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Centrally-set examinations

An external, standardized summative assessment developed at the central level that normally has influence on a learner’s eligibility to progress to higher levels of education. Usually central examinations occur at the end of an educational level and their results can be used to sort learners into certain types of schools as well as to certify learning and award qualifications. Sometimes they are used in the early years of schooling and become more widespread at the lower and upper secondary levels. Central examinations are considered ‘standardized’ if they are designed to ensure that the questions, conditions for administering, marking procedures, and interpretations are consistent and comparable among learners (i.e. are based on some standards such as content and/or performance standards of the curriculum). Many countries have hybrid forms where assessments are centrally developed but locally administrated and/or marked. In this case, countries tend to use guidance materials and moderation to ensure the reliability of local marking. Standardized examinations tend to focus on a few priority subjects and frequently some examination subjects are compulsory for all candidates. In standardized central examinations that have formal consequences for individual learners, the most frequently used assessment formats are open-ended written tasks. Multiple-choice items are also frequently used, especially in language subjects examinations. (Adapted from: OECD 2013). Also referred to as ‘national examinations’ or ‘public examinations’.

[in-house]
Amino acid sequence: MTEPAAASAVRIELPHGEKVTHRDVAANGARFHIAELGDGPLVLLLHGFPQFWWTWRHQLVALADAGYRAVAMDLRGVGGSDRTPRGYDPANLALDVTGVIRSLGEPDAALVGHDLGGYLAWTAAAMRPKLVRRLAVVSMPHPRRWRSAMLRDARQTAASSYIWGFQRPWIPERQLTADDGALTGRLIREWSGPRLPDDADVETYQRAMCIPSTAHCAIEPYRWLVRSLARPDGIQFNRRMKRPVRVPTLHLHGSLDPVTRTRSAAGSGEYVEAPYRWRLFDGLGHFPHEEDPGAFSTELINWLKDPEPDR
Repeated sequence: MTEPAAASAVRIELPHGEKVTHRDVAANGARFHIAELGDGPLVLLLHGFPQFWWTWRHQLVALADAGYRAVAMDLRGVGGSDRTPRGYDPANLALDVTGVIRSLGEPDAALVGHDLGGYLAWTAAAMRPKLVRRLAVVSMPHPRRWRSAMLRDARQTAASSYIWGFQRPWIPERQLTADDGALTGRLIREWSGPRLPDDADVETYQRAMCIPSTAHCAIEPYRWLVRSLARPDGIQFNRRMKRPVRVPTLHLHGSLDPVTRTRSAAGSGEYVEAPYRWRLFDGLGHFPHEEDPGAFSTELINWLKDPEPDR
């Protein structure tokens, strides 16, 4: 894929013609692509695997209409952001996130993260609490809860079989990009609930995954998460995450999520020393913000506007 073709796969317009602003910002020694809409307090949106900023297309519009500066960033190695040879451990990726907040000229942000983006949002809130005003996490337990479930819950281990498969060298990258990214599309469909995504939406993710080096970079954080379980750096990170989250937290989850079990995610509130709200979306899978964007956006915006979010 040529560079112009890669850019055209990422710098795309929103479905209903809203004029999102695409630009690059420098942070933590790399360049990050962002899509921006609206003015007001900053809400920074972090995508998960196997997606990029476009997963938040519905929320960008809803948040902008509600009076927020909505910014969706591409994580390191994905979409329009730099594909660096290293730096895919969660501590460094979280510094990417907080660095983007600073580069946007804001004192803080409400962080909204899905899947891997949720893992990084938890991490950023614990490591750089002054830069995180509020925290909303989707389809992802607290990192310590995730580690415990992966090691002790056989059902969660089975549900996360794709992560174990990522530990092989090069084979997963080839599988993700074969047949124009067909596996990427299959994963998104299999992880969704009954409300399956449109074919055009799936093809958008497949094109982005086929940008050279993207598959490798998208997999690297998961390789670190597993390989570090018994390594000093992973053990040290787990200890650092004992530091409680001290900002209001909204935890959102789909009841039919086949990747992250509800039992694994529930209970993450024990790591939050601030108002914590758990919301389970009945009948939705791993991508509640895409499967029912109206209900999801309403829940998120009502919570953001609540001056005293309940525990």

See also: ‘Assessment of learning’, ‘Summative assessment’.

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